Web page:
Xenium’s Senior HR Business Partners know a lot about human resources, and we want to share their knowledge and insight with you! Each week, we publish a question from you, our readers, and our experienced HR leaders provide thoughtful, helpful advice addressing your HR dilemmas. Submit questions by emailing them to firstname.lastname@example.org or by clicking on the chat icon at the bottom of this page. We are excited to partner with you…one HR question at a time!
This week’s featured HR expert is Nicole Jones.
I want to promote one of my best employees to a supervisor position. What are some things I should think about to prepare for this promotion?
That’s a good question, and it’s one that many employers forget to consider. One of the biggest risks you encounter when promoting a strong individual contributor into a supervisory role is that you know they’re great at doing the tasks, but you might not know if they have the skills and the competencies to get those same tasks done through others. In this situation, the single most important thing I would recommend an employer to think about is: “Does this person have the skills and the competencies—or the ability to be trained—to manage vision and purpose through others and to get their work done through other people?”
Unless this person already has some supervisory duties, their role is going to shift considerably with this promotion. Think about the skills they’ll need to be successful, whether or not they’ve supervised other employees before, and get them the training they need before they step into their new role. This step is often overlooked.
I recommend looking into Xenium’s core trainings, which are great for new, as well as existing supervisors and managers. HR Basics–Tips & Traps for Supervisors, Performance Planning & Management, and my favorite training, Coaching & Constructive Feedback, are a few I would recommend for new supervisors. The latter helps people have some of those difficult but necessary conversations, which can be daunting for new managers. Also, spend some time teaching your supervisors how to recognize and motivate others, and make sure they understand that their employees will be motivated by different factors.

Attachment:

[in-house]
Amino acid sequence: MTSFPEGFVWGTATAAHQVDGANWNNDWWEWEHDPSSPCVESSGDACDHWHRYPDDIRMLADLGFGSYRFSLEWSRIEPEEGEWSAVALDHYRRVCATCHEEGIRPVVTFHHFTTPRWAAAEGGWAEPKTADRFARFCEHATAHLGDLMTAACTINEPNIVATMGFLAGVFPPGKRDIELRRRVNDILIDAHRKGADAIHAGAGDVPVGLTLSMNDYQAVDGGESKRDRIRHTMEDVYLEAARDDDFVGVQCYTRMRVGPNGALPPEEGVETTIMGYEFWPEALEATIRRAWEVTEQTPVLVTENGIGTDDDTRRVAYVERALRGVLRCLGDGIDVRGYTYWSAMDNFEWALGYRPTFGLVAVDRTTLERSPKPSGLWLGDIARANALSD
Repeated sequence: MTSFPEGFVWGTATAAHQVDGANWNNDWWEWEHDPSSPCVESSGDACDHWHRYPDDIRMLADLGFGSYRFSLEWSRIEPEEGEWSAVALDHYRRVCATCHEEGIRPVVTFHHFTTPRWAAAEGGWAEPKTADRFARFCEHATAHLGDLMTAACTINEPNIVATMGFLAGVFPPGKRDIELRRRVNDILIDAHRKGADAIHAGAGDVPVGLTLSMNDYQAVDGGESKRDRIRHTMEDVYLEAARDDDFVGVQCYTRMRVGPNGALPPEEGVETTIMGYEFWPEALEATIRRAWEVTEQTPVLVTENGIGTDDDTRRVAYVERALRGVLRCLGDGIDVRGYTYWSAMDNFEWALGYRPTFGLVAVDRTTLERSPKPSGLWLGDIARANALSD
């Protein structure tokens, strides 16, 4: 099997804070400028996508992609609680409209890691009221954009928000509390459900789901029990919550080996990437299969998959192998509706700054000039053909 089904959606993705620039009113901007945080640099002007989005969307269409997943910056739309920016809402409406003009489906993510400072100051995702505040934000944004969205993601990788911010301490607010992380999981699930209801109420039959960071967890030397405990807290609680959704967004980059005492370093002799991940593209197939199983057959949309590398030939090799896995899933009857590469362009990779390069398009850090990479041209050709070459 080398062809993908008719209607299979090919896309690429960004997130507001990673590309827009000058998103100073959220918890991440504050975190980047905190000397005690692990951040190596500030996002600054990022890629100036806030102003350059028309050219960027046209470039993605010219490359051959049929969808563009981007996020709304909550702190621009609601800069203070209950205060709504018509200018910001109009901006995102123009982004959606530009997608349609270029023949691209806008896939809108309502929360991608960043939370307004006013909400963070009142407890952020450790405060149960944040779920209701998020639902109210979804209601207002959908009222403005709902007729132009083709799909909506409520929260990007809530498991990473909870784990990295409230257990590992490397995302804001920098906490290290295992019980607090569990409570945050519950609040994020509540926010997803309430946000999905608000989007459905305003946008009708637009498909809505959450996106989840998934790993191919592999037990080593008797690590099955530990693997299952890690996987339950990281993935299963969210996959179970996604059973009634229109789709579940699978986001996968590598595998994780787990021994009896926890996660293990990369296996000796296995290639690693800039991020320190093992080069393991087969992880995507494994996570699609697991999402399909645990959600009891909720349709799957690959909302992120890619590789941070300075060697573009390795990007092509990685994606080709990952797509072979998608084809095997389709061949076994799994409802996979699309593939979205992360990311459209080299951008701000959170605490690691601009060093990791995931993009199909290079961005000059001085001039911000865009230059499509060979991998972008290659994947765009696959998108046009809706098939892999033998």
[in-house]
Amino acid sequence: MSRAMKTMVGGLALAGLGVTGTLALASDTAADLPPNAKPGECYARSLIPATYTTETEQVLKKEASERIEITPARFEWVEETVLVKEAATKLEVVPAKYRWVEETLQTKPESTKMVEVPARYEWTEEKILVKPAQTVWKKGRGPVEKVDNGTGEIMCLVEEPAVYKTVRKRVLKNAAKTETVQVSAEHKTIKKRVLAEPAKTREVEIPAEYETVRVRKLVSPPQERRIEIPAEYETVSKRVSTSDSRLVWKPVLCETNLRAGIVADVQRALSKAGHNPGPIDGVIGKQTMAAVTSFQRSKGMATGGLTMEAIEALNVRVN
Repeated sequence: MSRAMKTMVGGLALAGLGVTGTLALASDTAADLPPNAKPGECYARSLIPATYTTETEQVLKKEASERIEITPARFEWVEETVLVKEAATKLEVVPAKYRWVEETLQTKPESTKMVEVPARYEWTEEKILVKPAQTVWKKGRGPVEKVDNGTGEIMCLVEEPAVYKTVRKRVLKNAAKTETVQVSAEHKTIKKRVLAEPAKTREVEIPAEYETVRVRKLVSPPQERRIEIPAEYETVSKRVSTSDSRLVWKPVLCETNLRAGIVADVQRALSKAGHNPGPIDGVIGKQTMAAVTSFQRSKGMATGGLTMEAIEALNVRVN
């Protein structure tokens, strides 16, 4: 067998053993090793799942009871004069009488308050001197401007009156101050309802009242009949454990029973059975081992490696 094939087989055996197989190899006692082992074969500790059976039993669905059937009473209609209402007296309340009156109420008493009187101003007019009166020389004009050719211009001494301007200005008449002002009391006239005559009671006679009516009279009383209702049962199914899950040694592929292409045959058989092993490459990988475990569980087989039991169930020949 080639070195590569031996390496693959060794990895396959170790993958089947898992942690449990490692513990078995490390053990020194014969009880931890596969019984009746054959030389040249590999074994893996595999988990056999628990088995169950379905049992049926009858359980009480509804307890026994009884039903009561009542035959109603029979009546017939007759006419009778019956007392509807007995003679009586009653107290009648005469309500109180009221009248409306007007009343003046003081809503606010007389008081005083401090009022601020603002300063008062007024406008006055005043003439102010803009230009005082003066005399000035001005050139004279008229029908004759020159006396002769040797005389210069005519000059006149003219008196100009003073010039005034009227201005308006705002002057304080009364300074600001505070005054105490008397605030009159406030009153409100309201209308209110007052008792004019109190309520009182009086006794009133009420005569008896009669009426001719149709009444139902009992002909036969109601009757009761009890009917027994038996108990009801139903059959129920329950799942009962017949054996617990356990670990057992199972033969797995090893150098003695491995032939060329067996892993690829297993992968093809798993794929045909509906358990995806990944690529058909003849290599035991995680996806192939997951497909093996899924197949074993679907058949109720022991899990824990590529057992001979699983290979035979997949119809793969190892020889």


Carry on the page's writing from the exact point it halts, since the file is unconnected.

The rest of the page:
Strategic Hiring is one of our most popular trainings these days, especially in an environment where unemployment is low and employers are struggling to find good talent. This helps supervisors get to know basics of the interview process: what to ask, what not to ask, how to close the deal with a candidate, etc. And, of course, there is Recognizing & Preventing Harassment, which is a really important topic for supervisors to understand so they know what their role is as someone representing the organization. Regardless of how much training a supervisor has, Xenium’s trainings are a great way to give some of that in-person, classroom-style training to your supervisors.
As you transition, don’t forget that there could be a new gap in what previously was this person’s work. Hopefully, you can replace them quickly with another great employee who keeps up the stellar work. But that potential gap is something to consider.
Most importantly, talk with the employee about this job change. Just because they’re great at their job doesn’t mean they have the ability—or the desire—to manage others. In talking with them about it, you can better identify how they would perform in such a role.